Es [das Exil] ist schwer zu ertragen. Aber was es leichter macht, ist die Vergegenwärtigung der vergifteten Atmosphäre, die in Deutschland herrscht. Das macht es leichter, weil man in Wirklichkeit nichts verliert. Wo ich bin, ist Deutschland. Ich trage meine deutsche Kultur in mir. Ich lebe im Kontakt mit der Welt und ich betrachte mich selbst nicht als gefallenen Menschen.
[It [living in exile] is hard to bear. But what makes it easier is the realization of the poisoned atmosphere in Germany. That makes it easier because it’s actually no loss. Where I am, there is Germany. I carry my German culture in me. I have contact with the world and I do not consider myself fallen. (ed. trans.)]
Thomas Mann in The New York Times, 22 February 1938
|Born||on 6 June 1875 in Lübeck, Germany|
|Died||on 12 August 1955 in Zurich, Switzerland|
|Exile||Switzerland, United States of America|
With widely read novels like Buddenbrooks (1901) [Buddenbrooks (1924/1993)], Königliche Hoheit (1909) [Royal Highness (1916)] and Der Zauberberg (1924) [The Magic Mountain (1927/2005)], the later Nobel laureate Thomas Mann had gained a reputation in the first three decades of the 20th century as being, in the view of Marcel Reich-Ranicki, "the greatest stylist of German since Goethe’s death". The son of a merchant and senator from Lübeck, for a long time he presented himself as an apolitical writer, but transformed in the 1920s, moving away from conservatism by increasingly becoming an advocate of the Weimar Republic. With an address held in Berlin in 1930, the younger brother of Heinrich Mann critically discussed the growing Nazi movement for the first time in his Deutsche Ansprache. At the urging of his children Erika and Klaus Mann, among other reasons, he did not return to Germany from a European lecture tour begun in March 1933. Mann found a new domicile in the Swiss community of Küsnacht near Zurich, where he continued his work as a writer without interruption. His works continued to be published in Germany until 1936, then in exile publishing houses in Austria and later in Sweden. His expatriation in December of that same year was preceded by two dissident open letters written by Mann and sent to the Neue Zürcher Zeitung and the University of Bonn. As a consequence, he lastingly came to terms with what he perceived as a painful loss of home.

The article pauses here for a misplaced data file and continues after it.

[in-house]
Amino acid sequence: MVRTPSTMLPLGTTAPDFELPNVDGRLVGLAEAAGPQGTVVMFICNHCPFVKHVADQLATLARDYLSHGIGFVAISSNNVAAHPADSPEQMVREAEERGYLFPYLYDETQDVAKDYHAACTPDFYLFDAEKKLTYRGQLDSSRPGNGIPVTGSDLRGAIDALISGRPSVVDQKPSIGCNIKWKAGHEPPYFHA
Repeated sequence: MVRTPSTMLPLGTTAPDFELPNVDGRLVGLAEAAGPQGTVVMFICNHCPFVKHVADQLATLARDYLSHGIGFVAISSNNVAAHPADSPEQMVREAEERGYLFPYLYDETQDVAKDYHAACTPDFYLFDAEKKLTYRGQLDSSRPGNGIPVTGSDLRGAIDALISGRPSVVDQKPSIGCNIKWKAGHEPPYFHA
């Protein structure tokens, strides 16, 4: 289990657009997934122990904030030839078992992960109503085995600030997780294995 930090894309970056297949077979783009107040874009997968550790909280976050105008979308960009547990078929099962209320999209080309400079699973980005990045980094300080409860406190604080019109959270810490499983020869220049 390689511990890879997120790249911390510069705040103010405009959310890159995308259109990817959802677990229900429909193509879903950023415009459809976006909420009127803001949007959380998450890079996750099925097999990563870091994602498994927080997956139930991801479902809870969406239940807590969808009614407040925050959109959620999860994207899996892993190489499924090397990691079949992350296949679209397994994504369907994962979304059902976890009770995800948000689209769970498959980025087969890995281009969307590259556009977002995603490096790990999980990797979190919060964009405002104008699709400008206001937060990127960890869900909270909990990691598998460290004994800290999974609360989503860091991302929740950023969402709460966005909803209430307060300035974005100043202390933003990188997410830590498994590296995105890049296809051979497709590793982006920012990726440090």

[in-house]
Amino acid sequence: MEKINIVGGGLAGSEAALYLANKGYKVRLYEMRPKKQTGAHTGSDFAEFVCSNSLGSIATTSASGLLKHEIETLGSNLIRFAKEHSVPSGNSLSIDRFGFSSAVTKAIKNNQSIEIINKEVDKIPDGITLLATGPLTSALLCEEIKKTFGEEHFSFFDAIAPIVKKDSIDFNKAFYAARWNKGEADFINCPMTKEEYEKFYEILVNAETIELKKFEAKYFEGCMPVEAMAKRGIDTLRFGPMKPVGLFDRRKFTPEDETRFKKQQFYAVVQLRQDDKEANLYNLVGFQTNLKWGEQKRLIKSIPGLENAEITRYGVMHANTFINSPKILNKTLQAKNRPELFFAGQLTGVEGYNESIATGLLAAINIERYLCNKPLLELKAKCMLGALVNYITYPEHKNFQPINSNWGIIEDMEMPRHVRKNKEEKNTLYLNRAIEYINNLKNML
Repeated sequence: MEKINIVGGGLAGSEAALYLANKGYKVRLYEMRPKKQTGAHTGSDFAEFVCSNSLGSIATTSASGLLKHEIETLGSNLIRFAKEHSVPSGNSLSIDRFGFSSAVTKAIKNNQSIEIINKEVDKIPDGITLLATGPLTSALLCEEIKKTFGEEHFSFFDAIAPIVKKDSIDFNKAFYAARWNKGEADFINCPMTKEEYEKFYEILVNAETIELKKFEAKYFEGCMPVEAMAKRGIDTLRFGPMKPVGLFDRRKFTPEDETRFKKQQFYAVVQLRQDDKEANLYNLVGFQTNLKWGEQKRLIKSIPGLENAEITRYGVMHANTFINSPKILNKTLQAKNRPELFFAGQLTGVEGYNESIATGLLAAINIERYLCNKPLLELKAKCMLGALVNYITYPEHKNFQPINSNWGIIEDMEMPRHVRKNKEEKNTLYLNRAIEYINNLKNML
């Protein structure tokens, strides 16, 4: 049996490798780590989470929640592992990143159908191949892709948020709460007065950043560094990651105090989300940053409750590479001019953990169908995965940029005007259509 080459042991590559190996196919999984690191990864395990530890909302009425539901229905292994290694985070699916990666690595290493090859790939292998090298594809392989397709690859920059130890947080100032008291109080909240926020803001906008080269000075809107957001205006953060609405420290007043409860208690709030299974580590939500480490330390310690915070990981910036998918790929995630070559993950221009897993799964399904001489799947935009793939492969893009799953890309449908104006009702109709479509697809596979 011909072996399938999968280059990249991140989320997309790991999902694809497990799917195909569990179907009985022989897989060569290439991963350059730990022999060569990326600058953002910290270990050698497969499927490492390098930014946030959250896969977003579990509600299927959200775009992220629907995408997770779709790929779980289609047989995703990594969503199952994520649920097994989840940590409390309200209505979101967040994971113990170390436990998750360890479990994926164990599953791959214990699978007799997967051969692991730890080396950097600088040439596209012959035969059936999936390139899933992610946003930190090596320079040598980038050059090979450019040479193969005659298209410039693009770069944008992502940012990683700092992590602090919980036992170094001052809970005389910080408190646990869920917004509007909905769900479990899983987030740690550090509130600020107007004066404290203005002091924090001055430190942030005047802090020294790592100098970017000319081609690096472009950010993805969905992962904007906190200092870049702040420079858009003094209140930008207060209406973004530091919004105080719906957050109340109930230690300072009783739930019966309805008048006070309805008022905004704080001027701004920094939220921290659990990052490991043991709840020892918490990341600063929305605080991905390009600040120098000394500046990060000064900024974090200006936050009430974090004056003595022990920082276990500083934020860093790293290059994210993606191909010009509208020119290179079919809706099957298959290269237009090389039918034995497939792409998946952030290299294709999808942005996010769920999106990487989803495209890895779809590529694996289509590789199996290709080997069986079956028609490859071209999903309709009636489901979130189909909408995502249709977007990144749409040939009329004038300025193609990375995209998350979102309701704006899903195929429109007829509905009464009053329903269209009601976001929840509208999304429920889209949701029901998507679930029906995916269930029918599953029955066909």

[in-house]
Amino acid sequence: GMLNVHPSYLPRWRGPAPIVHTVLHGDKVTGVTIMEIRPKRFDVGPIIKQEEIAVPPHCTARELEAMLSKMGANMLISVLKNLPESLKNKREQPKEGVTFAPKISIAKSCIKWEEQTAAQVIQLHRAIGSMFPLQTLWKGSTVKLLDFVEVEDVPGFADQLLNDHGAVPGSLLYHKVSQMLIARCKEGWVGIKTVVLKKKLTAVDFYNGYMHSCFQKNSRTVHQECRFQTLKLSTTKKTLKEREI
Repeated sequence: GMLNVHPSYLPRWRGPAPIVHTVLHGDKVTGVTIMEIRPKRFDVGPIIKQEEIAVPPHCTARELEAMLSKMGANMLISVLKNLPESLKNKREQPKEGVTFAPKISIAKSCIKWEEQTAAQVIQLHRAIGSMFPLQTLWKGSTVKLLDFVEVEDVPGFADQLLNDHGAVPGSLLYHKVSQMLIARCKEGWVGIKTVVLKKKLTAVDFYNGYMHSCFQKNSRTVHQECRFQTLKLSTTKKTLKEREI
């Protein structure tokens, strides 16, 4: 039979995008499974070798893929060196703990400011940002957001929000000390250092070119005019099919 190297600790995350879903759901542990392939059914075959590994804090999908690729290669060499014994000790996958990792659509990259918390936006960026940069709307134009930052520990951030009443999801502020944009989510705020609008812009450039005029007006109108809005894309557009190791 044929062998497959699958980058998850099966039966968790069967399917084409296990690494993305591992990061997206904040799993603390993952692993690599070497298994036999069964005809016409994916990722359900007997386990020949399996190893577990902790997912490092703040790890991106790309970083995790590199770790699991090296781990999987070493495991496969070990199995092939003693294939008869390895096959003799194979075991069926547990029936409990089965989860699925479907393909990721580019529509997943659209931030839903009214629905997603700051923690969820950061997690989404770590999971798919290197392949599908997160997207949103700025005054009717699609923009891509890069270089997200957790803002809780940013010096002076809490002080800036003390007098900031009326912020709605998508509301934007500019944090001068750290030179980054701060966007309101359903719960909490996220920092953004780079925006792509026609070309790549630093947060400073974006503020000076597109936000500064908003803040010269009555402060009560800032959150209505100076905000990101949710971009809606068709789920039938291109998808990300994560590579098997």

Concerned about the geographical vulnerability of the situation in Switzerland, Mann and his family emigrated to the USA in 1938, where they ultimately took up residence under comfortable conditions in Los Angeles, California. From November 1941 until the end of the War, the writer appealed to the people of his native country with his own anti-Nazi radio broadcast series: Deutsche Hörer! [German listeners!] was produced for the German channel of the British BBC. After recovering from a bout with lung cancer and completing his late work Doktor Faustus (1947) [Doctor Faustus (1948/1997)], Mann – who had meanwhile become an American citizen – spent the last three years of his life in the Swiss town of Kilchberg. He refused to return to his estranged Germany.
Buddenbrooks: The Decline of a Family (orig.: Buddenbrooks. Verfall einer Familie, novel, 1901, transl. 1924/1993)
The Magic Mountain (orig.: Der Zauberberg, novel, 1924, transl. 1927/2005)
Joseph and his Brothers (orig.: Joseph und seine Brüder, tetralogy of novels, 1933-1943)
Doctor Faustus (orig.: Doktor Faustus, novel, 1947, transl. 1948/1997)
Confessions of Felix Krull (orig.: Die Bekenntnisse des Hochstaplers Felix Krull, novel, 1954, transl. 1955)
Kolbe, Jürgen: Heller Zauber. Thomas Mann in München 1894 – 1933. Berlin: Siedler, 2nd ed. 1987
Kurzke, Hermann: Thomas Mann. Epoche – Werk – Wirkung. München: Beck, 4th ed. 2010
Prater, Donald A.: Thomas Mann. Deutscher und Weltbürger. Eine Biographie. München: dtv 1998